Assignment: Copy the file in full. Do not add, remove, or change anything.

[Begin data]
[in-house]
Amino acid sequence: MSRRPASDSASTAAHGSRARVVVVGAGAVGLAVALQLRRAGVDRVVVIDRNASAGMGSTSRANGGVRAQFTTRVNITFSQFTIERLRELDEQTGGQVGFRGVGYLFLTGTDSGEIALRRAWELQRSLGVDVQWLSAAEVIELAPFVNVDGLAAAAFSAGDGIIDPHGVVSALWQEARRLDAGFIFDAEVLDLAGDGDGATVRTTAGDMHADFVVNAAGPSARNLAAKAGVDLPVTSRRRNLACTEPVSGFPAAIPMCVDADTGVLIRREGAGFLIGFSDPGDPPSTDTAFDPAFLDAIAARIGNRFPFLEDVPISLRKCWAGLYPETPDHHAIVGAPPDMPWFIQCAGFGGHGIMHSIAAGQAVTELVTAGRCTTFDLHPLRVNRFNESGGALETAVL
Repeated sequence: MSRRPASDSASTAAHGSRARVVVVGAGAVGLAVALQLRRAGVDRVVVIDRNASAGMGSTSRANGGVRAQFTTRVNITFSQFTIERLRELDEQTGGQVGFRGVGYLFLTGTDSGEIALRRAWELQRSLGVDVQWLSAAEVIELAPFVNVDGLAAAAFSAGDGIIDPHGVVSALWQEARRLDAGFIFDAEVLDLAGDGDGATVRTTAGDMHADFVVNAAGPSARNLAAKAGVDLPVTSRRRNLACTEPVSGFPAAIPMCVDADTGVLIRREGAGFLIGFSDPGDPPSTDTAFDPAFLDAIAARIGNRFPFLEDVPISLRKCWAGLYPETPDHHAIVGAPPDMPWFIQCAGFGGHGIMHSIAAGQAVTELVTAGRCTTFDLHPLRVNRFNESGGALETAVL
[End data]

[in-house]
Amino acid sequence: MSRRPASDSASTAAHGSRARVVVVGAGAVGLAVALQLRRAGVDRVVVIDRNASAGMGSTSRANGGVRAQFTTRVNITFSQFTIERLRELDEQTGGQVGFRGVGYLFLTGTDSGEIALRRAWELQRSLGVDVQWLSAAEVIELAPFVNVDGLAAAAFSAGDGIIDPHGVVSALWQEARRLDAGFIFDAEVLDLAGDGDGATVRTTAGDMHADFVVNAAGPSARNLAAKAGVDLPVTSRRRNLACTEPVSGFPAAIPMCVDADTGVLIRREGAGFLIGFSDPGDPPSTDTAFDPAFLDAIAARIGNRFPFLEDVPISLRKCWAGLYPETPDHHAIVGAPPDMPWFIQCAGFGGHGIMHSIAAGQAVTELVTAGRCTTFDLHPLRVNRFNESGGALETAVL
Repeated sequence: MSRRPASDSASTAAHGSRARVVVVGAGAVGLAVALQLRRAGVDRVVVIDRNASAGMGSTSRANGGVRAQFTTRVNITFSQFTIERLRELDEQTGGQVGFRGVGYLFLTGTDSGEIALRRAWELQRSLGVDVQWLSAAEVIELAPFVNVDGLAAAAFSAGDGIIDPHGVVSALWQEARRLDAGFIFDAEVLDLAGDGDGATVRTTAGDMHADFVVNAAGPSARNLAAKAGVDLPVTSRRRNLACTEPVSGFPAAIPMCVDADTGVLIRREGAGFLIGFSDPGDPPSTDTAFDPAFLDAIAARIGNRFPFLEDVPISLRKCWAGLYPETPDHHAIVGAPPDMPWFIQCAGFGGHGIMHSIAAGQAVTELVTAGRCTTFDLHPLRVNRFNESGGALETAVL